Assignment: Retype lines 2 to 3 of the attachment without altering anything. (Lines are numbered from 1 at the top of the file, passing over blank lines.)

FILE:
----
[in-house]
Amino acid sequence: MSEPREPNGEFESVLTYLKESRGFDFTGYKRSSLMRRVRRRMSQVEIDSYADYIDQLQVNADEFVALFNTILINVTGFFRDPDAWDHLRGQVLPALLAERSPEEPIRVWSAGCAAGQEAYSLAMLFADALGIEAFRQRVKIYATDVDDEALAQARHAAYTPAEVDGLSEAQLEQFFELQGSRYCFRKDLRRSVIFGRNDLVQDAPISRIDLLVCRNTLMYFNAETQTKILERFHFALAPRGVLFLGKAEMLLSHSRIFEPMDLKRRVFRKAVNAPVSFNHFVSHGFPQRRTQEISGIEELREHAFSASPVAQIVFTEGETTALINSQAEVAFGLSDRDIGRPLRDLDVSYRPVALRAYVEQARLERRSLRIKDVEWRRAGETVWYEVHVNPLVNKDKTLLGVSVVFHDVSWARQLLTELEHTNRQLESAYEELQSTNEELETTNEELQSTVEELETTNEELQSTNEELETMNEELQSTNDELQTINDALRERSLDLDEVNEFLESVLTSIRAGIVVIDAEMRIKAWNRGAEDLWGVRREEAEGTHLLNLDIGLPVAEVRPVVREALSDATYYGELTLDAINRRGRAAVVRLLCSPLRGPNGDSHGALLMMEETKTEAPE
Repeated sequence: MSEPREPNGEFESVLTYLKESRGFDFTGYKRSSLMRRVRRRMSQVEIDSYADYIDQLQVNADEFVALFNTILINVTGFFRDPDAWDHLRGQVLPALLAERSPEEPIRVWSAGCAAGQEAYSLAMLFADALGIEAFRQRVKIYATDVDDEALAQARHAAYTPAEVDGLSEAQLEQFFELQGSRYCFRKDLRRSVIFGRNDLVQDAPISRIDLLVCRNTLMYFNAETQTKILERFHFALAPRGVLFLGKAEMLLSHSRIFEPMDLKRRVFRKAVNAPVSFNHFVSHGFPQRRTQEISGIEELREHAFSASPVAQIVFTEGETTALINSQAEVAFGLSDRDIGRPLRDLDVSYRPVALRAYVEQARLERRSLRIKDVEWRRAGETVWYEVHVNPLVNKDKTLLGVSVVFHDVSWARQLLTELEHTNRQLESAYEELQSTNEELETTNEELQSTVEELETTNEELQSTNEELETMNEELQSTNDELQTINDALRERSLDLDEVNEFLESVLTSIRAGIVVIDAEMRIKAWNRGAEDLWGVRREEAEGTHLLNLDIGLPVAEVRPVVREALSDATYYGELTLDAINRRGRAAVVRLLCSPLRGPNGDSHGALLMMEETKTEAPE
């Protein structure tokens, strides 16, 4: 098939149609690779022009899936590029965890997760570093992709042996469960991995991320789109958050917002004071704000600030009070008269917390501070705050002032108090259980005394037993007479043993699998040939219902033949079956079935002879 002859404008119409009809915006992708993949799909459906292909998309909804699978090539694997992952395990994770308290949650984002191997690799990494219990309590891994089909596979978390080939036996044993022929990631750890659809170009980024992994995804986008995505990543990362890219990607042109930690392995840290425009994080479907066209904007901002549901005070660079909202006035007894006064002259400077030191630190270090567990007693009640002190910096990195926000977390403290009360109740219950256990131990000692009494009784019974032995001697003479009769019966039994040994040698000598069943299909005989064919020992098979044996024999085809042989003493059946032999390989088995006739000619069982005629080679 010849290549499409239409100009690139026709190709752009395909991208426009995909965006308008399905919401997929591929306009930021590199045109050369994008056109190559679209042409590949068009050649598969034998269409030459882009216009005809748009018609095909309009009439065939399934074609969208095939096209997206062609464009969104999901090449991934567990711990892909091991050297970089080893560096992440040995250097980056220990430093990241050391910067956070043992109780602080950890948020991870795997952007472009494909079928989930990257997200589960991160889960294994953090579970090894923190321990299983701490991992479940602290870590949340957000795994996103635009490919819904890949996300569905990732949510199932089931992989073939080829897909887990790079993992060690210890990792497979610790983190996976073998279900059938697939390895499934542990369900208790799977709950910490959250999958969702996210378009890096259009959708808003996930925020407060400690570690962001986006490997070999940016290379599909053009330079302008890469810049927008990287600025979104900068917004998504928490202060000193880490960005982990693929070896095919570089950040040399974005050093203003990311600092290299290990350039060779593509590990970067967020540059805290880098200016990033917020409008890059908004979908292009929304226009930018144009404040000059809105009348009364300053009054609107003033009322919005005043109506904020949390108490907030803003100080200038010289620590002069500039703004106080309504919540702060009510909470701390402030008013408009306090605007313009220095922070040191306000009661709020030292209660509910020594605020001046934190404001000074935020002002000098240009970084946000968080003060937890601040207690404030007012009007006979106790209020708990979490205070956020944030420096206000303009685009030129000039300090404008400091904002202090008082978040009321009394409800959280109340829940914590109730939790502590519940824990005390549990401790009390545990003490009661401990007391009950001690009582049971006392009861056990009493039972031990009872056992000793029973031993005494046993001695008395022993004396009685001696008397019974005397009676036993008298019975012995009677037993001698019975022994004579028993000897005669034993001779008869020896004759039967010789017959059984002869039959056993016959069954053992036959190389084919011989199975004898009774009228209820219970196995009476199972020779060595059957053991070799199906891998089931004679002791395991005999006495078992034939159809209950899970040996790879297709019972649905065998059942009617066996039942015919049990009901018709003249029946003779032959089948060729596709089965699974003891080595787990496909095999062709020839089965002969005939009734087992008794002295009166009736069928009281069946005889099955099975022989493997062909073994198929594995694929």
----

Amino acid sequence: MSEPREPNGEFESVLTYLKESRGFDFTGYKRSSLMRRVRRRMSQVEIDSYADYIDQLQVNADEFVALFNTILINVTGFFRDPDAWDHLRGQVLPALLAERSPEEPIRVWSAGCAAGQEAYSLAMLFADALGIEAFRQRVKIYATDVDDEALAQARHAAYTPAEVDGLSEAQLEQFFELQGSRYCFRKDLRRSVIFGRNDLVQDAPISRIDLLVCRNTLMYFNAETQTKILERFHFALAPRGVLFLGKAEMLLSHSRIFEPMDLKRRVFRKAVNAPVSFNHFVSHGFPQRRTQEISGIEELREHAFSASPVAQIVFTEGETTALINSQAEVAFGLSDRDIGRPLRDLDVSYRPVALRAYVEQARLERRSLRIKDVEWRRAGETVWYEVHVNPLVNKDKTLLGVSVVFHDVSWARQLLTELEHTNRQLESAYEELQSTNEELETTNEELQSTVEELETTNEELQSTNEELETMNEELQSTNDELQTINDALRERSLDLDEVNEFLESVLTSIRAGIVVIDAEMRIKAWNRGAEDLWGVRREEAEGTHLLNLDIGLPVAEVRPVVREALSDATYYGELTLDAINRRGRAAVVRLLCSPLRGPNGDSHGALLMMEETKTEAPE
Repeated sequence: MSEPREPNGEFESVLTYLKESRGFDFTGYKRSSLMRRVRRRMSQVEIDSYADYIDQLQVNADEFVALFNTILINVTGFFRDPDAWDHLRGQVLPALLAERSPEEPIRVWSAGCAAGQEAYSLAMLFADALGIEAFRQRVKIYATDVDDEALAQARHAAYTPAEVDGLSEAQLEQFFELQGSRYCFRKDLRRSVIFGRNDLVQDAPISRIDLLVCRNTLMYFNAETQTKILERFHFALAPRGVLFLGKAEMLLSHSRIFEPMDLKRRVFRKAVNAPVSFNHFVSHGFPQRRTQEISGIEELREHAFSASPVAQIVFTEGETTALINSQAEVAFGLSDRDIGRPLRDLDVSYRPVALRAYVEQARLERRSLRIKDVEWRRAGETVWYEVHVNPLVNKDKTLLGVSVVFHDVSWARQLLTELEHTNRQLESAYEELQSTNEELETTNEELQSTVEELETTNEELQSTNEELETMNEELQSTNDELQTINDALRERSLDLDEVNEFLESVLTSIRAGIVVIDAEMRIKAWNRGAEDLWGVRREEAEGTHLLNLDIGLPVAEVRPVVREALSDATYYGELTLDAINRRGRAAVVRLLCSPLRGPNGDSHGALLMMEETKTEAPE